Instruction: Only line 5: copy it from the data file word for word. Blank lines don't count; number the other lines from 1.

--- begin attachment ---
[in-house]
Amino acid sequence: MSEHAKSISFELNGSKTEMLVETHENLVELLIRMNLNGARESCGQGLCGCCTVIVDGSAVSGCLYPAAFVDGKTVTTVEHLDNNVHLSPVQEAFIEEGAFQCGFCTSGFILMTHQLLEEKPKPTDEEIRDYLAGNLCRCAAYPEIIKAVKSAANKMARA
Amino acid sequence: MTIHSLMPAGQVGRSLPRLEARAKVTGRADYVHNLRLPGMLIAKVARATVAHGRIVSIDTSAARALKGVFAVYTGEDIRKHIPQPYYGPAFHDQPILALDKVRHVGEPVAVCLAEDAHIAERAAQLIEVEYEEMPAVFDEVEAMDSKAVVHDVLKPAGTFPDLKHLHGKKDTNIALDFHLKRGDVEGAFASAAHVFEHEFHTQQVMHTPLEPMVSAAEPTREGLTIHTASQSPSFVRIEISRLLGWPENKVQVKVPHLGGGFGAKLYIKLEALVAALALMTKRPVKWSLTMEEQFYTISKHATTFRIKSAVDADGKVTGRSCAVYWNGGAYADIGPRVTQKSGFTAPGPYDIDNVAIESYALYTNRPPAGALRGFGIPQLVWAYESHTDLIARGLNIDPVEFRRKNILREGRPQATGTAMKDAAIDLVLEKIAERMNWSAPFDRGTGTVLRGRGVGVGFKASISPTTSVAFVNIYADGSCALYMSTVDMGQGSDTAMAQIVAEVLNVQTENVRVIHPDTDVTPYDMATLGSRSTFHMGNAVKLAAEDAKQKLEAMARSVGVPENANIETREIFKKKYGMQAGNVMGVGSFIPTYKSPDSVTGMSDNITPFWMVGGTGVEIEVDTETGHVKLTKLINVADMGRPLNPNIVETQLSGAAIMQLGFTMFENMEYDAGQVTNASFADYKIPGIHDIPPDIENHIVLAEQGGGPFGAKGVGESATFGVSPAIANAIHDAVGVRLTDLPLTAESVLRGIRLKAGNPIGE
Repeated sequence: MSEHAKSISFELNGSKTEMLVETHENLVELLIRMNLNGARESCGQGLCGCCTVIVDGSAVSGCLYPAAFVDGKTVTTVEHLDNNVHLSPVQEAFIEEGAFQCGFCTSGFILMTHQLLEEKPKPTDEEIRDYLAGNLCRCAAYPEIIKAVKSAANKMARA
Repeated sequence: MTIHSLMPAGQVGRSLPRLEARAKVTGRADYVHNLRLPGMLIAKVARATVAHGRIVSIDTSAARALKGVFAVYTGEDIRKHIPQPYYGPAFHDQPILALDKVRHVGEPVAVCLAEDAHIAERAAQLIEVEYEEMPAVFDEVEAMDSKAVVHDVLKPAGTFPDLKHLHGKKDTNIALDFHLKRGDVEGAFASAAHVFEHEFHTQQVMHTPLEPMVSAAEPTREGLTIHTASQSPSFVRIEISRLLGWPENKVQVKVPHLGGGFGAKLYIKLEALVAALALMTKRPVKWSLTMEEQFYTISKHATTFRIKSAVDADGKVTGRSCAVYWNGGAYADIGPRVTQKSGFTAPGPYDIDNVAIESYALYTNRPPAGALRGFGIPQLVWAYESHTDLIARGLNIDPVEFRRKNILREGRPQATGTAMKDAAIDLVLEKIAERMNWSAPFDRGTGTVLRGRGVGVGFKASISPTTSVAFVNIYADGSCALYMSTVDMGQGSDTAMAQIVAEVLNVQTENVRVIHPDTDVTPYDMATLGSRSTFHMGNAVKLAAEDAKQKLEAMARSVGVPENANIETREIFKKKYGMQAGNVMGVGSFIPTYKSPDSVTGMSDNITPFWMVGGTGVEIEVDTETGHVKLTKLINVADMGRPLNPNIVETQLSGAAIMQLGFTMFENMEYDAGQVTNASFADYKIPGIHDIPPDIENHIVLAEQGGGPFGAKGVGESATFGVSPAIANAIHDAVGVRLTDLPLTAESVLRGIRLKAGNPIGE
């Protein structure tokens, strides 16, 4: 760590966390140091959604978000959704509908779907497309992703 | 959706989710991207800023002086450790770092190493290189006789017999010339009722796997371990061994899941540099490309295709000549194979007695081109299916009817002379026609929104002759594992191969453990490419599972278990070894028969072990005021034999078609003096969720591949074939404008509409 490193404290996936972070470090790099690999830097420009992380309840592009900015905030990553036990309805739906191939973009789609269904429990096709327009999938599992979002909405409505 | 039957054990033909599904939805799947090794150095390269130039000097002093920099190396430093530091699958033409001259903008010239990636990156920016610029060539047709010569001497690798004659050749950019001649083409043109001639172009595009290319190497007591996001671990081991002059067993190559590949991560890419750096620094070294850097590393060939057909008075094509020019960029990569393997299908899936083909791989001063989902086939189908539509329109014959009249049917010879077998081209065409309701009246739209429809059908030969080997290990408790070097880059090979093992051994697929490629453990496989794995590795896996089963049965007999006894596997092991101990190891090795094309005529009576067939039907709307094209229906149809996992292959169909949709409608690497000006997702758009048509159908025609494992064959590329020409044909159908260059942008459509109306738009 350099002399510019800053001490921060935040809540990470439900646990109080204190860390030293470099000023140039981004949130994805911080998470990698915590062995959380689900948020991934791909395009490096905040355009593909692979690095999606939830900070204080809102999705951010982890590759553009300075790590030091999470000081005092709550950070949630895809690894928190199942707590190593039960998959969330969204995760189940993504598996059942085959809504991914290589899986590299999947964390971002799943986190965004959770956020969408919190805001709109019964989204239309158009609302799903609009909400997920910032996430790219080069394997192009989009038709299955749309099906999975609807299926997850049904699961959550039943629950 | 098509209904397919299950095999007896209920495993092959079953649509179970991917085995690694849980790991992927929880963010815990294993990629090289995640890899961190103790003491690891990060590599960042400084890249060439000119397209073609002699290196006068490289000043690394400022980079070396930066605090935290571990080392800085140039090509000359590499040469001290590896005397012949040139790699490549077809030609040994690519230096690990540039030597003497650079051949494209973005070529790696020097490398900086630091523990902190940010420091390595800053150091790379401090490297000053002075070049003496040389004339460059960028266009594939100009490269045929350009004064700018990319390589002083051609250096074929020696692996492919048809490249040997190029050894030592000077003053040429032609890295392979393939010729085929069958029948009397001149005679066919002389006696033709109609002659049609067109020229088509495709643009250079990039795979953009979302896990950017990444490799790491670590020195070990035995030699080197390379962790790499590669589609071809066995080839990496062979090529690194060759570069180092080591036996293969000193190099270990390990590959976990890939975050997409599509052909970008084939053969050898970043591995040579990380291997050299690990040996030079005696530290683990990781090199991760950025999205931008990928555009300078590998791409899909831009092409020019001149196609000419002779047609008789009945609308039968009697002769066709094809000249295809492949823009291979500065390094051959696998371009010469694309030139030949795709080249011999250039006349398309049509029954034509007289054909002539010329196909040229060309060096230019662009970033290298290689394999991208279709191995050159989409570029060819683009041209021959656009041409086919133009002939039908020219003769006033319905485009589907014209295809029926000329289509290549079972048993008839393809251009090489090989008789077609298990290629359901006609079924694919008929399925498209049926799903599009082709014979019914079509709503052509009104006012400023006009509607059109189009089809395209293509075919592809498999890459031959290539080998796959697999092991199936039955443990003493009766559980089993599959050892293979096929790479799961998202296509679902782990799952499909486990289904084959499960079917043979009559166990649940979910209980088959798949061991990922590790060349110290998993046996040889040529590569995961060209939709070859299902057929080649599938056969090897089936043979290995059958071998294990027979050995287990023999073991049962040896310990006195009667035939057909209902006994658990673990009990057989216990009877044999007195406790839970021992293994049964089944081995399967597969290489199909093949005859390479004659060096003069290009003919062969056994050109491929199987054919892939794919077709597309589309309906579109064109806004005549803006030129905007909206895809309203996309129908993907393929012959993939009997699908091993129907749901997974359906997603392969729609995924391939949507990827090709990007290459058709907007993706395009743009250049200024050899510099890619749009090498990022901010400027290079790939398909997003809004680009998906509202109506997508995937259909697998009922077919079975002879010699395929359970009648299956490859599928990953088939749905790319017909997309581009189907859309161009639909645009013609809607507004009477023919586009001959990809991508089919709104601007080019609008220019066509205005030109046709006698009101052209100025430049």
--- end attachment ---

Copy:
Repeated sequence: MTIHSLMPAGQVGRSLPRLEARAKVTGRADYVHNLRLPGMLIAKVARATVAHGRIVSIDTSAARALKGVFAVYTGEDIRKHIPQPYYGPAFHDQPILALDKVRHVGEPVAVCLAEDAHIAERAAQLIEVEYEEMPAVFDEVEAMDSKAVVHDVLKPAGTFPDLKHLHGKKDTNIALDFHLKRGDVEGAFASAAHVFEHEFHTQQVMHTPLEPMVSAAEPTREGLTIHTASQSPSFVRIEISRLLGWPENKVQVKVPHLGGGFGAKLYIKLEALVAALALMTKRPVKWSLTMEEQFYTISKHATTFRIKSAVDADGKVTGRSCAVYWNGGAYADIGPRVTQKSGFTAPGPYDIDNVAIESYALYTNRPPAGALRGFGIPQLVWAYESHTDLIARGLNIDPVEFRRKNILREGRPQATGTAMKDAAIDLVLEKIAERMNWSAPFDRGTGTVLRGRGVGVGFKASISPTTSVAFVNIYADGSCALYMSTVDMGQGSDTAMAQIVAEVLNVQTENVRVIHPDTDVTPYDMATLGSRSTFHMGNAVKLAAEDAKQKLEAMARSVGVPENANIETREIFKKKYGMQAGNVMGVGSFIPTYKSPDSVTGMSDNITPFWMVGGTGVEIEVDTETGHVKLTKLINVADMGRPLNPNIVETQLSGAAIMQLGFTMFENMEYDAGQVTNASFADYKIPGIHDIPPDIENHIVLAEQGGGPFGAKGVGESATFGVSPAIANAIHDAVGVRLTDLPLTAESVLRGIRLKAGNPIGE